Strange: bringing a distant dream home in the form of adoption, then one day after a series of bad days, wonder . . . is this post-adoption depression?

What cruel joke is this to finally chase a blessing only to be left standing in the lonely rubble of shattered expectations and unfamiliar feelings.

If I don’t have a newborn, is it still considered postpartum?

If I didn’t experience postpartum depression with my biological kids, how do I know this is legitimate?

Am I grieving the loss of what our family was or am I fretfully swirling the fear of what our family might become?

When you have been the positive one, it is a harsh departure for a husband and children to live with this new skeletal version of a woman who is simply not the you they know. This brittle and broken stranger. They flinch and blanch and walk wide, wounded paths around your unpredictable moods while the most scared of all is yourself.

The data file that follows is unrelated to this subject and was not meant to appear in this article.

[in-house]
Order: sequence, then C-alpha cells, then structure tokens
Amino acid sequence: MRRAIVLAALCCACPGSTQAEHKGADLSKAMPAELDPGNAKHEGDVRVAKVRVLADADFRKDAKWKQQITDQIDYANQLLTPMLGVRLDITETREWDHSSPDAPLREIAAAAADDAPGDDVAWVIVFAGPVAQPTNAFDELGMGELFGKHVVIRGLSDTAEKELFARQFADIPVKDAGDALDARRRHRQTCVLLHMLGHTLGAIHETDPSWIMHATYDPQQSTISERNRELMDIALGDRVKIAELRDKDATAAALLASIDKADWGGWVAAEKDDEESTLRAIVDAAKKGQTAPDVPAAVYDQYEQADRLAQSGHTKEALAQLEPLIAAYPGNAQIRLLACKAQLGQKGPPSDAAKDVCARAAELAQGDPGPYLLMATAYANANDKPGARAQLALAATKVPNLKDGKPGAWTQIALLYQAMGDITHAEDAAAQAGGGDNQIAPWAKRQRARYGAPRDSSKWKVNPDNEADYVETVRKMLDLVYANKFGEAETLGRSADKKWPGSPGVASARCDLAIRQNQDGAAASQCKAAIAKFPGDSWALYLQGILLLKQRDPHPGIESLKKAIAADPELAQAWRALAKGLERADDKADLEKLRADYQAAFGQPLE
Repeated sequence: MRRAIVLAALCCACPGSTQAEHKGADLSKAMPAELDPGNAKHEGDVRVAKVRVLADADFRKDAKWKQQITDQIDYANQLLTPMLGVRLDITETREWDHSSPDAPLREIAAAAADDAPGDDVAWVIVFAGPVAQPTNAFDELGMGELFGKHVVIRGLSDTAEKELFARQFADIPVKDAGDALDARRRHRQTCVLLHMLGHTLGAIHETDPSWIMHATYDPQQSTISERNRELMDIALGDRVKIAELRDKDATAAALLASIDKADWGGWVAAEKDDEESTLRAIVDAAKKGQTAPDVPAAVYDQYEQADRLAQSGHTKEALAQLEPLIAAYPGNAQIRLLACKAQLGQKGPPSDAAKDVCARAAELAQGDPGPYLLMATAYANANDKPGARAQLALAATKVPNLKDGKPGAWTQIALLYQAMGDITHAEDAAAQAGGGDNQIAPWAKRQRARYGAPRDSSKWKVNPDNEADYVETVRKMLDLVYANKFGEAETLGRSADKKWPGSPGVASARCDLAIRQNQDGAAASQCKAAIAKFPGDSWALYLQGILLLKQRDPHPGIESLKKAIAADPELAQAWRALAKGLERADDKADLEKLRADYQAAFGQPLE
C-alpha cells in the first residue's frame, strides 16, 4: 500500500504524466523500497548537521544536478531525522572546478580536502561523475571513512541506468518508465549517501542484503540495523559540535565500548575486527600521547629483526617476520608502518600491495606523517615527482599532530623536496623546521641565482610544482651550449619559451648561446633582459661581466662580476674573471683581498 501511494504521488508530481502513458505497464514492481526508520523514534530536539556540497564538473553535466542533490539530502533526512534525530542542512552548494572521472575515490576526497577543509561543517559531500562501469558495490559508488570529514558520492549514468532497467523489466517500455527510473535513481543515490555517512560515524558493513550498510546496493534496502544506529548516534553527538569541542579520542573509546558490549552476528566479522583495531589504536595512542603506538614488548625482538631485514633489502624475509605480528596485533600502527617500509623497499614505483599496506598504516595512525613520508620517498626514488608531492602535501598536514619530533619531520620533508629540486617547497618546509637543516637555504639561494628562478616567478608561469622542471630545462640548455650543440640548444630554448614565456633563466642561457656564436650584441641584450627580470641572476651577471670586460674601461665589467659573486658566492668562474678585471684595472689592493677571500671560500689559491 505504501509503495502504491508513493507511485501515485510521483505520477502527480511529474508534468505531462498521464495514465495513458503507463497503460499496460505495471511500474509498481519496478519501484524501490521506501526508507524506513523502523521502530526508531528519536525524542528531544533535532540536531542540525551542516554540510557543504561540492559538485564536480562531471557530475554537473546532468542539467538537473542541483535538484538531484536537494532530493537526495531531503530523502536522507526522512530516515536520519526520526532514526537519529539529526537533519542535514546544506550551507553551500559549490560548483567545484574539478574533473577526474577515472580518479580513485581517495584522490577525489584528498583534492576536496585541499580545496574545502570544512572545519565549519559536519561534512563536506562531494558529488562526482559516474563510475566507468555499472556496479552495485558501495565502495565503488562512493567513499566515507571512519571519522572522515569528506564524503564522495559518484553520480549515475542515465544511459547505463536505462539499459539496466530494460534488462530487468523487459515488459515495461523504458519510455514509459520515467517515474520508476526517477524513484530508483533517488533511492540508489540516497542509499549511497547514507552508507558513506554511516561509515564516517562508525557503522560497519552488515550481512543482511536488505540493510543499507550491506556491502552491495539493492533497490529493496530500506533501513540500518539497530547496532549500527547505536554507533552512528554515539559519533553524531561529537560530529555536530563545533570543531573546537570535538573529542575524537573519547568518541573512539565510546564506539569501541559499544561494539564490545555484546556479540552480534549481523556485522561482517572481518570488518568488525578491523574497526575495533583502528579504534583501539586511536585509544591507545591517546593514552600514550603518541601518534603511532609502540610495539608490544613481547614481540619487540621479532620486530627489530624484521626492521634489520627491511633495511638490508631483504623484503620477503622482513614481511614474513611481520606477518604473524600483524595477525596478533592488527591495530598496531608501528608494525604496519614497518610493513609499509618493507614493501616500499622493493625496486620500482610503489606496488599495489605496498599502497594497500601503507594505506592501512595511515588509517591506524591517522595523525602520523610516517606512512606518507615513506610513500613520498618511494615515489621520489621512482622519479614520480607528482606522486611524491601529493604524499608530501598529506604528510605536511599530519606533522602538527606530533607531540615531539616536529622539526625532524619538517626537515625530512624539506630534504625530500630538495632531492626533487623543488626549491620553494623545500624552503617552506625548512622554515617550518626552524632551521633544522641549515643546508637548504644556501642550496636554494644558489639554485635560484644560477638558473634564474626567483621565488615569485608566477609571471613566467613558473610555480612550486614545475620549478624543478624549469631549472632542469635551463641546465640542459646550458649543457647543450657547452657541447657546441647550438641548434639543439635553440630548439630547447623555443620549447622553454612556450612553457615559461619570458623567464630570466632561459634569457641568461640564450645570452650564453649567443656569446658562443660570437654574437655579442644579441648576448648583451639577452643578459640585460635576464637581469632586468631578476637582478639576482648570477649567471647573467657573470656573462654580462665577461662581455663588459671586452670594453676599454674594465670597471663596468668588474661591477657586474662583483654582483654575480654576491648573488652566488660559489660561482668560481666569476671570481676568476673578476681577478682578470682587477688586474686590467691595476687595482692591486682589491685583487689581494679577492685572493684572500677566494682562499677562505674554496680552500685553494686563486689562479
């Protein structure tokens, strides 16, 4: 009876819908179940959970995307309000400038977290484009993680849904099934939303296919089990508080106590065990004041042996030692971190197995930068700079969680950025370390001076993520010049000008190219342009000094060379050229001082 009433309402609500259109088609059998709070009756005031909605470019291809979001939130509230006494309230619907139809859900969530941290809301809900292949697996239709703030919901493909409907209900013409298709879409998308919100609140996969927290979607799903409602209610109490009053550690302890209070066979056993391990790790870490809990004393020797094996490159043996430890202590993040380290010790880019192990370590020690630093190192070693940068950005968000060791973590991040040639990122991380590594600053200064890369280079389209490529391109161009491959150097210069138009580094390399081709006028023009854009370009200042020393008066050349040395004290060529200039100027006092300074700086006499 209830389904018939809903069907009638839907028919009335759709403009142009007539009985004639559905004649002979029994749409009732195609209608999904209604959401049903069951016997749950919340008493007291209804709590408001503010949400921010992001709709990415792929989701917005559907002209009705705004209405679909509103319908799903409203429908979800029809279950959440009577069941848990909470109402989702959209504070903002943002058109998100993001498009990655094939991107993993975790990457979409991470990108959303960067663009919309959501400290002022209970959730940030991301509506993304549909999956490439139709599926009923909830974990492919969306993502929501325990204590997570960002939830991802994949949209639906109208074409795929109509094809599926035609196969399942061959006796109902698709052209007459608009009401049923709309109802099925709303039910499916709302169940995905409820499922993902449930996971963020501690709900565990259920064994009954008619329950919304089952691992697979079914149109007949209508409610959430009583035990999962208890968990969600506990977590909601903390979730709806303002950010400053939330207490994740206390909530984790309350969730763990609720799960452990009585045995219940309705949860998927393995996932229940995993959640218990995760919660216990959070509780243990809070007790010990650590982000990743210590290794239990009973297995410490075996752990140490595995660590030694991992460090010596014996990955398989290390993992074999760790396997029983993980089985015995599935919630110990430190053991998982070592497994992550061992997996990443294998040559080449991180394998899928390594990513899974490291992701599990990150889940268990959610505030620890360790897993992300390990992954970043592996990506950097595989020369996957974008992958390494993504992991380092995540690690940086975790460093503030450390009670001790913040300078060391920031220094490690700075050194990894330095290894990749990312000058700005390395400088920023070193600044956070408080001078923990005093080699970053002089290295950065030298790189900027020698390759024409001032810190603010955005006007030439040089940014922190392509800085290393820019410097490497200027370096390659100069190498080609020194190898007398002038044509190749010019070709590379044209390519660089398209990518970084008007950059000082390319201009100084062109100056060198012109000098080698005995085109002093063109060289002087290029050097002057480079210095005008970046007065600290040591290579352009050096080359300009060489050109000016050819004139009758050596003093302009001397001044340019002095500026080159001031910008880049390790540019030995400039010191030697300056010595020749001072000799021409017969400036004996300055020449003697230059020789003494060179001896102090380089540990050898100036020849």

Where is Wife?

Where is Mother?

Where am I?

Post-adoption depression feels like confusion and sounds like fury.

I am furious at the hurt these children have endured and the way the loss of those first years compromised their frontal lobes and trust and ability to draw a direct line from cause to effect.

I am furious at the aggressive and attention seeking behaviors because of it.

Furious at the easy accusations from others wondering aloud how we could do this to our biological children by allowing pain into our home, changing it from a sanctuary of calm and polite to overactive bodies and slammed doors and high-focused needs of the few.

Furious at the constructs of a society that punishes fathers for taking time off work to tend to his family.

Post-adoption depression feels like anxiety and looks a whole lot like business as usual.

While the desire is to cave up, there is life to be done. And mothers? We get it done. 

I have learned there are ways to be surrounded by community and still be alone.